Q: Can someone locate you based on your IP address?

A: In some cases yes, but IP geolocation is notoriously inaccurate, often hundreds of miles off. A VPN will completely hide your IP address.

Q: Can one device have multiple IP addresses?

A: Yes, your device can be assigned both an IPv4 and IPv6 address by your ISP to support both standards.

Q: Do VPNs completely hide your real IP address?

A: Yes, when you use a VPN it masks your true IP address by routing your traffic through an encrypted tunnel to a remote server.

Q: Can changing your WiFi password prevent IP address hacking?

A: Absolutely! Using a strong, unique WiFi password prevents unauthorized people from accessing your network and IP address.

Q: Can factories or offices with many devices have the same IP address?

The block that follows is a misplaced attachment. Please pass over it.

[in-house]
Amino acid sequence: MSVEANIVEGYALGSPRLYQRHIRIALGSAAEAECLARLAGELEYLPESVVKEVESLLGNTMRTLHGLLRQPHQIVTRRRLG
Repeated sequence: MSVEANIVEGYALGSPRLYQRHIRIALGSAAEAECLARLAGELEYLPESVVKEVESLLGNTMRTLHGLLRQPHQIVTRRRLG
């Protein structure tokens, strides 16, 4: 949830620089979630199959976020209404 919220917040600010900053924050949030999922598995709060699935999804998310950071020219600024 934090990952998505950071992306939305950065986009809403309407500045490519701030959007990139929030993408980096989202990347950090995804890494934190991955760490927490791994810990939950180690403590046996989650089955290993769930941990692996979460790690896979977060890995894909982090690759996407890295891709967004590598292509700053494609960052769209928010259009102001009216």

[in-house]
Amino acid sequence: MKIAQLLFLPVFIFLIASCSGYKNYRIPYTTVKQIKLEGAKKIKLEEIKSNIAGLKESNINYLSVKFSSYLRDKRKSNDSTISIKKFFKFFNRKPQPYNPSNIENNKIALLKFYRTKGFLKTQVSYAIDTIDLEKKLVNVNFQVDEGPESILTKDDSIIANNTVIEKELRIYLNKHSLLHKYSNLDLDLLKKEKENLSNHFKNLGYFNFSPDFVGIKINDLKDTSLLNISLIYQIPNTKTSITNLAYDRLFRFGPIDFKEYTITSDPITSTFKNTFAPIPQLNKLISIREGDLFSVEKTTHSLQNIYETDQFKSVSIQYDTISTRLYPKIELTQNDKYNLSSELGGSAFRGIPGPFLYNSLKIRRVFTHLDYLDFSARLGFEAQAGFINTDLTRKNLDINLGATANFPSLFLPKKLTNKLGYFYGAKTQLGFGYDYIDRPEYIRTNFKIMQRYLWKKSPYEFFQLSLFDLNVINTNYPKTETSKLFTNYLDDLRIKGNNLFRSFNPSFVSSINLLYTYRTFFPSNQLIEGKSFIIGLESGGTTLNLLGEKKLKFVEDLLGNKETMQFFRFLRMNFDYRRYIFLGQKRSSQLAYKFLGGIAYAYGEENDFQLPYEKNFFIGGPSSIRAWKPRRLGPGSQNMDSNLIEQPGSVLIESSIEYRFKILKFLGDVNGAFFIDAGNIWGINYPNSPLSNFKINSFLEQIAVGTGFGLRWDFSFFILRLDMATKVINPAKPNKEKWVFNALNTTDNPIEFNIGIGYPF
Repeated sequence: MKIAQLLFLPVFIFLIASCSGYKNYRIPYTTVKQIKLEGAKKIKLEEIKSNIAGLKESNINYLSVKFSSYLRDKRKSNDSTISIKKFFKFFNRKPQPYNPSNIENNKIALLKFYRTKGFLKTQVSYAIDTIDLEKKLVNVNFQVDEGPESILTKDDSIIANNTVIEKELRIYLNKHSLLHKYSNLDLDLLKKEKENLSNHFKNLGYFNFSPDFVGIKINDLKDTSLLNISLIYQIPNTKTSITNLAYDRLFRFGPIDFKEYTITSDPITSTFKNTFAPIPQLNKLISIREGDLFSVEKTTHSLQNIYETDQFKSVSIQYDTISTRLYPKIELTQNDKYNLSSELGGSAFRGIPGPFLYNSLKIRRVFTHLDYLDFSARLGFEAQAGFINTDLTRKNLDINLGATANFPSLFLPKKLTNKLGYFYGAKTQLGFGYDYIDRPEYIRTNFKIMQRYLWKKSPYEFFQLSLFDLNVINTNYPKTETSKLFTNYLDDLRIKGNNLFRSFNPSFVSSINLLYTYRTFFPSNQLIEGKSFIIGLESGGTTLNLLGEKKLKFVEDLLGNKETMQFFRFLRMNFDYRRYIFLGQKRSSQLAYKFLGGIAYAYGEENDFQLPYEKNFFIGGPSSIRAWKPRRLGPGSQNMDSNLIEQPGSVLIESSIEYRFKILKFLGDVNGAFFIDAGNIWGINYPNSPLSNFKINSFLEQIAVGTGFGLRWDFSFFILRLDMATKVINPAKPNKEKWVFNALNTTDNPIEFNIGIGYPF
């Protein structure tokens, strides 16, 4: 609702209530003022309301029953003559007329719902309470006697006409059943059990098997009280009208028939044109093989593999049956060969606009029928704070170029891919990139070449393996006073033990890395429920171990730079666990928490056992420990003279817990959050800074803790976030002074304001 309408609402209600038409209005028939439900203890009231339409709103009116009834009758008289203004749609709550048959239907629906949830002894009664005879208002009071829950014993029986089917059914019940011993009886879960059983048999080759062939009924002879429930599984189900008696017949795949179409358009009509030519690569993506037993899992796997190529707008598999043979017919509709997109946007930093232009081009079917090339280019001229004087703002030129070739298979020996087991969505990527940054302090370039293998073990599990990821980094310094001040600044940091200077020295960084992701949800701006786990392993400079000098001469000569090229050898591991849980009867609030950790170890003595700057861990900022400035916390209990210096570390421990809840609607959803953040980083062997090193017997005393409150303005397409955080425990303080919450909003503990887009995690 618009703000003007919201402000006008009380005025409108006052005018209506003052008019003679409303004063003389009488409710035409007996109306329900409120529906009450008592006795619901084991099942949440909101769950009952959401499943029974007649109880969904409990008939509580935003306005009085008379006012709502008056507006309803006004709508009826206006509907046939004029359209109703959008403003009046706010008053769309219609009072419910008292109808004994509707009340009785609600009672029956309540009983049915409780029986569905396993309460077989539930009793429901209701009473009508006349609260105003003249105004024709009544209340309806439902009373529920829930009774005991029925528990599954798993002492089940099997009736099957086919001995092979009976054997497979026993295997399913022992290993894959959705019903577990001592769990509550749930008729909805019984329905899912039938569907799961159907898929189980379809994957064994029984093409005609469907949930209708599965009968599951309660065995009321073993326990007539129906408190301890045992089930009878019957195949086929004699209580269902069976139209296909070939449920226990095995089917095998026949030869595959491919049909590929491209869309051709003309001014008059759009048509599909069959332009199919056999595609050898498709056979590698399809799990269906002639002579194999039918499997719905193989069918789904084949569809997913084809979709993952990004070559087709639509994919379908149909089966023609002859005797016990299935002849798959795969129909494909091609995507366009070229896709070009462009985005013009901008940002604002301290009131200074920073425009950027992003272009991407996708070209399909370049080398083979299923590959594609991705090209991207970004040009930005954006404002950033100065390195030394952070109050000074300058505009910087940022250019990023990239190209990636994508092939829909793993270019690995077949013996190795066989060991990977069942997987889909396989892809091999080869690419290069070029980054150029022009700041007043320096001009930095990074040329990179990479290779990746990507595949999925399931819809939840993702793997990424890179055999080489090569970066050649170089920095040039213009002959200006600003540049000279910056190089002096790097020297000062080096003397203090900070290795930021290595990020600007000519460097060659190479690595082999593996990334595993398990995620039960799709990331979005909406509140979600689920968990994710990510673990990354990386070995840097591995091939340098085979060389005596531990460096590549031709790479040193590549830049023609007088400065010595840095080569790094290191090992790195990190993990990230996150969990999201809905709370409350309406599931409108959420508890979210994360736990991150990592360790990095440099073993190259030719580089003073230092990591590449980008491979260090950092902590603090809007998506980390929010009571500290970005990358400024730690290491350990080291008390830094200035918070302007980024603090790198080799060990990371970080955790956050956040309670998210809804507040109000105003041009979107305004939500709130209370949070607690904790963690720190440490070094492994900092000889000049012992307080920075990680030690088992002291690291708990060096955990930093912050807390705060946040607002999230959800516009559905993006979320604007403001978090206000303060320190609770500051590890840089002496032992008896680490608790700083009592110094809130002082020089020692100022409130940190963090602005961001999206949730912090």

A: Nope! Every single device, whether in a home or workplace, must have its own unique IP address in order to connect.

The Bottom Line

Understanding the basics of how IP addresses work is key to protecting your privacy and security online. While extremely useful for powering internet communication, IP addresses can potentially expose your approximate location if you don‘t take precautions.

By using a VPN, securing your home WiFi, and following cybersecurity best practices, you can keep your IP address concealed from hackers and snoops.

I hope this beginner‘s guide has helped explain exactly what an IP address is and how to keep yours safe! Let me know if you have any other IP address questions.


Streamr Go

StreamrGo is always about privacy, specifically protecting your privacy online by increasing security and better standard privacy practices.